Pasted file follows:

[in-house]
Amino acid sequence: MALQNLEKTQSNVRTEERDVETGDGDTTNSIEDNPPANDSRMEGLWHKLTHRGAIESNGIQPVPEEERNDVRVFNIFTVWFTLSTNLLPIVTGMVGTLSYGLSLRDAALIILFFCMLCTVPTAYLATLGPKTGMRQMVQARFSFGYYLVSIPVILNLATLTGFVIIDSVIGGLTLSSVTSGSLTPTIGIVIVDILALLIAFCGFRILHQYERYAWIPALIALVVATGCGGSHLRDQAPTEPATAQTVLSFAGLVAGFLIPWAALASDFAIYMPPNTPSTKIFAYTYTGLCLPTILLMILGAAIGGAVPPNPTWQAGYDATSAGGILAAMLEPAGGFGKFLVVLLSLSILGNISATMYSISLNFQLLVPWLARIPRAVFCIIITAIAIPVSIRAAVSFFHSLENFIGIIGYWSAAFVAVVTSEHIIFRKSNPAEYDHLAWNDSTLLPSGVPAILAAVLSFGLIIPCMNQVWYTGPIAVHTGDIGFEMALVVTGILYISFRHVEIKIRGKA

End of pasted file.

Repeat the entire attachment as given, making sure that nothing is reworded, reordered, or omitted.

[in-house]
Amino acid sequence: MALQNLEKTQSNVRTEERDVETGDGDTTNSIEDNPPANDSRMEGLWHKLTHRGAIESNGIQPVPEEERNDVRVFNIFTVWFTLSTNLLPIVTGMVGTLSYGLSLRDAALIILFFCMLCTVPTAYLATLGPKTGMRQMVQARFSFGYYLVSIPVILNLATLTGFVIIDSVIGGLTLSSVTSGSLTPTIGIVIVDILALLIAFCGFRILHQYERYAWIPALIALVVATGCGGSHLRDQAPTEPATAQTVLSFAGLVAGFLIPWAALASDFAIYMPPNTPSTKIFAYTYTGLCLPTILLMILGAAIGGAVPPNPTWQAGYDATSAGGILAAMLEPAGGFGKFLVVLLSLSILGNISATMYSISLNFQLLVPWLARIPRAVFCIIITAIAIPVSIRAAVSFFHSLENFIGIIGYWSAAFVAVVTSEHIIFRKSNPAEYDHLAWNDSTLLPSGVPAILAAVLSFGLIIPCMNQVWYTGPIAVHTGDIGFEMALVVTGILYISFRHVEIKIRGKA